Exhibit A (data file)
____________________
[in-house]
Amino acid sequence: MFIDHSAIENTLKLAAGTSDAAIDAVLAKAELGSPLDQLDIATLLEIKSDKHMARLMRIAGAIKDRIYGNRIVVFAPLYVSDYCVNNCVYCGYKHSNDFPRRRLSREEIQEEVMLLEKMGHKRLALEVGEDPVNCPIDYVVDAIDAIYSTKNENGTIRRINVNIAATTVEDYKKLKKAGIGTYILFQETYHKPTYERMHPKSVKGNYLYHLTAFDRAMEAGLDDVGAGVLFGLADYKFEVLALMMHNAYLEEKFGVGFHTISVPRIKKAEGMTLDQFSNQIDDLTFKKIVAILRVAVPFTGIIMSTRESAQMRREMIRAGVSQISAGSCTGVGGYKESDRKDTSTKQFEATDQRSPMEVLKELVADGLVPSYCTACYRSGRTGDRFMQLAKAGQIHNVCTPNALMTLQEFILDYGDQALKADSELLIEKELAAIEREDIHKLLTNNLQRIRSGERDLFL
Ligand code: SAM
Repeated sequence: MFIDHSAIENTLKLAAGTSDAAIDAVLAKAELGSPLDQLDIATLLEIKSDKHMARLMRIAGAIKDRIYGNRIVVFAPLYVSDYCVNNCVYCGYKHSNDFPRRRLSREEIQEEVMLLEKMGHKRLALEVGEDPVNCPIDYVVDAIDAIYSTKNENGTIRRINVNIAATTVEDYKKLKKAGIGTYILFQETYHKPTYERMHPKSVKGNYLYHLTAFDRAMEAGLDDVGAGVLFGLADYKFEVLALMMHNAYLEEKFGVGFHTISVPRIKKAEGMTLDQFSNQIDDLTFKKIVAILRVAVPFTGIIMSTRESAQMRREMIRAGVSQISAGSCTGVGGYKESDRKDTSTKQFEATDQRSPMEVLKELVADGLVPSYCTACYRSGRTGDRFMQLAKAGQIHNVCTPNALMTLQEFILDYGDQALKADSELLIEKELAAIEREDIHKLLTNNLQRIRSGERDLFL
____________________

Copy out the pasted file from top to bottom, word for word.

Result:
[in-house]
Amino acid sequence: MFIDHSAIENTLKLAAGTSDAAIDAVLAKAELGSPLDQLDIATLLEIKSDKHMARLMRIAGAIKDRIYGNRIVVFAPLYVSDYCVNNCVYCGYKHSNDFPRRRLSREEIQEEVMLLEKMGHKRLALEVGEDPVNCPIDYVVDAIDAIYSTKNENGTIRRINVNIAATTVEDYKKLKKAGIGTYILFQETYHKPTYERMHPKSVKGNYLYHLTAFDRAMEAGLDDVGAGVLFGLADYKFEVLALMMHNAYLEEKFGVGFHTISVPRIKKAEGMTLDQFSNQIDDLTFKKIVAILRVAVPFTGIIMSTRESAQMRREMIRAGVSQISAGSCTGVGGYKESDRKDTSTKQFEATDQRSPMEVLKELVADGLVPSYCTACYRSGRTGDRFMQLAKAGQIHNVCTPNALMTLQEFILDYGDQALKADSELLIEKELAAIEREDIHKLLTNNLQRIRSGERDLFL
Ligand code: SAM
Repeated sequence: MFIDHSAIENTLKLAAGTSDAAIDAVLAKAELGSPLDQLDIATLLEIKSDKHMARLMRIAGAIKDRIYGNRIVVFAPLYVSDYCVNNCVYCGYKHSNDFPRRRLSREEIQEEVMLLEKMGHKRLALEVGEDPVNCPIDYVVDAIDAIYSTKNENGTIRRINVNIAATTVEDYKKLKKAGIGTYILFQETYHKPTYERMHPKSVKGNYLYHLTAFDRAMEAGLDDVGAGVLFGLADYKFEVLALMMHNAYLEEKFGVGFHTISVPRIKKAEGMTLDQFSNQIDDLTFKKIVAILRVAVPFTGIIMSTRESAQMRREMIRAGVSQISAGSCTGVGGYKESDRKDTSTKQFEATDQRSPMEVLKELVADGLVPSYCTACYRSGRTGDRFMQLAKAGQIHNVCTPNALMTLQEFILDYGDQALKADSELLIEKELAAIEREDIHKLLTNNLQRIRSGERDLFL